When you travel to a place for just a few days, you can’t do much more than get a glimpse of it. Enough to raise questions. Enough to change you just a little, shake up your complacency. But apart from the place I am there to see, wherever I travel, I usually find myself looking for two things: children’s books and Indian restaurants.
As a result, in Siem Reap, Cambodia, somewhere among the archeology and mythology and the triumph of the trees, somewhere between a trek into the jungle and a welcome dinner at New Delhi Indian Restaurant, I found a bookstore. I looked for children’s books. I found slim pickings, mostly reprints of Eric Carle and some Japanese manga. A recent LitHub daily informed me that the Cambodian literary scene is burgeoning after a long hiatus. The Mekong Review is on a mission, to find writers who will create a new literature in English, produce writing to express “local soul” and “connect each of the countries through which the Mekong runs.”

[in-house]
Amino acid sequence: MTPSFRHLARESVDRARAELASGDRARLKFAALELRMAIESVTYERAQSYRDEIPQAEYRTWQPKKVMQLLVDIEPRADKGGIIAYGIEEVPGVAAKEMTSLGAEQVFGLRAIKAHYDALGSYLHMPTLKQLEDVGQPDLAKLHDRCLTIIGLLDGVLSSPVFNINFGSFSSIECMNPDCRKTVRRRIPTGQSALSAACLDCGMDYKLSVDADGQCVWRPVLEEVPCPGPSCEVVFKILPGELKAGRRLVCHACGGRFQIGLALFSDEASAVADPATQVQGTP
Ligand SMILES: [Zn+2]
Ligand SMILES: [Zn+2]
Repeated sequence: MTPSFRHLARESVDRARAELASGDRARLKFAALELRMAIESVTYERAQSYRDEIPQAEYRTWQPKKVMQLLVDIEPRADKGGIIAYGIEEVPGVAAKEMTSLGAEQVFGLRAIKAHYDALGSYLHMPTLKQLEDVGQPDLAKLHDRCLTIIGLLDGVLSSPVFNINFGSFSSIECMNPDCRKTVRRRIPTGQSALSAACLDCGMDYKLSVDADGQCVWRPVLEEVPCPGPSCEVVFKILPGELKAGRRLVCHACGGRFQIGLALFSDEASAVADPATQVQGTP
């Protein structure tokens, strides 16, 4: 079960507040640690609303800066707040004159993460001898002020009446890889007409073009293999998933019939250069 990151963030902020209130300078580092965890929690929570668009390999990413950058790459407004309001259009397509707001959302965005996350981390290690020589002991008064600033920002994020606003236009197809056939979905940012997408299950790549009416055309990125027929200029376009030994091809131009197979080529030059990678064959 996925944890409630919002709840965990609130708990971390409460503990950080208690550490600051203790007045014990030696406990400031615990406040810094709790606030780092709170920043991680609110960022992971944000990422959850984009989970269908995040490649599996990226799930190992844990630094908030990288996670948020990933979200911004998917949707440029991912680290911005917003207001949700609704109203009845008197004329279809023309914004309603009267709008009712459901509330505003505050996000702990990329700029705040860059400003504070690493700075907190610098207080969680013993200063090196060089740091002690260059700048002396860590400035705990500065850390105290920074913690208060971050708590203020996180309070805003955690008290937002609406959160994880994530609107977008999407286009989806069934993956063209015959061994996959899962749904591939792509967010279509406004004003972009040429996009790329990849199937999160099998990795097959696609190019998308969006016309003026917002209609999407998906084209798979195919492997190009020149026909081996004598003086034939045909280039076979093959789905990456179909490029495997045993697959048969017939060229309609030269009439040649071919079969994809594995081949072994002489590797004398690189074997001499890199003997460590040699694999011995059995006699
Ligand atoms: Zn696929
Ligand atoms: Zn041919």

So I started thinking, what about books for children? For the sweet daughter of the owners of that New Delhi restaurant, who rode off on her bike to buy okra for the dinner we ordered late at night? The kids in uniform we saw filing to school through the neighborhoods of Siem Reap? Yuri Wellington, the Executive Director of Teach Cambodia, Inc., asks these questions as well. Unsurprisingly, she finds that most books about Cambodia that are available to children in North America focus on the years of genocide. They are worthy books:
But should they be the only story? The years of horror are important to remember, sure. But it seems self-evident that healing ought to matter more. Much more than a single horrific memory, especially in a land with a vast and ancient history, in which musicians missing limbs are a constant reminder of the terrors of war and genocide. Cambodian children do not need to be defined by a single national trauma that happened before they were born.
So where are the other children’s stories of Cambodia? Wellington suggests a few titles, mostly from NGOs, sometimes a bit message-y. But here, she says, look at this video. Look at these children, hungry to love books.